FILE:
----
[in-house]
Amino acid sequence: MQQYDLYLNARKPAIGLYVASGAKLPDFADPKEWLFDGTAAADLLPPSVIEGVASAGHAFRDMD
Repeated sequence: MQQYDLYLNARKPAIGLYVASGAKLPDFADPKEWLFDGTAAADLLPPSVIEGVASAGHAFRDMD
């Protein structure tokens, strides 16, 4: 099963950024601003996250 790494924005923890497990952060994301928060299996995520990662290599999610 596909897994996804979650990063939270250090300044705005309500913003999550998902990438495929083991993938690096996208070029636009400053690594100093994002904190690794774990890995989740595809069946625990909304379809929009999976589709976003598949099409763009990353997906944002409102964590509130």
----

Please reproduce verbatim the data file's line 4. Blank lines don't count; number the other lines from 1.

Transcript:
């Protein structure tokens, strides 16, 4: 099963950024601003996250 790494924005923890497990952060994301928060299996995520990662290599999610 596909897994996804979650990063939270250090300044705005309500913003999550998902990438495929083991993938690096996208070029636009400053690594100093994002904190690794774990890995989740595809069946625990909304379809929009999976589709976003598949099409763009990353997906944002409102964590509130």